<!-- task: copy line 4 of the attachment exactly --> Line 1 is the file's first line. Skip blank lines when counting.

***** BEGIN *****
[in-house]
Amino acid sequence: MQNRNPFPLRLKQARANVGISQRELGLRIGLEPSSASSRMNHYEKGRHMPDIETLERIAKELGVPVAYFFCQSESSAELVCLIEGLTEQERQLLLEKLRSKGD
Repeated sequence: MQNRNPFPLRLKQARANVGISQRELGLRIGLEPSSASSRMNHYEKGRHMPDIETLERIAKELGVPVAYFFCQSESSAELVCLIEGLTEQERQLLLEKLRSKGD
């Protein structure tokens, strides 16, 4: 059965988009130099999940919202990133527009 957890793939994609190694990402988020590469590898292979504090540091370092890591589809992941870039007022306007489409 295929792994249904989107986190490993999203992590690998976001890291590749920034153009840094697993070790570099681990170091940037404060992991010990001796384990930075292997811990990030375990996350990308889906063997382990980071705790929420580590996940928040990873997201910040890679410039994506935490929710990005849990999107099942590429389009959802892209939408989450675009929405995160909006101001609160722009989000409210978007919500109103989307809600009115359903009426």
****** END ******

């Protein structure tokens, strides 16, 4: 059965988009130099999940919202990133527009 957890793939994609190694990402988020590469590898292979504090540091370092890591589809992941870039007022306007489409 295929792994249904989107986190490993999203992590690998976001890291590749920034153009840094697993070790570099681990170091940037404060992991010990001796384990930075292997811990990030375990996350990308889906063997382990980071705790929420580590996940928040990873997201910040890679410039994506935490929710990005849990999107099942590429389009959802892209939408989450675009929405995160909006101001609160722009989000409210978007919500109103989307809600009115359903009426």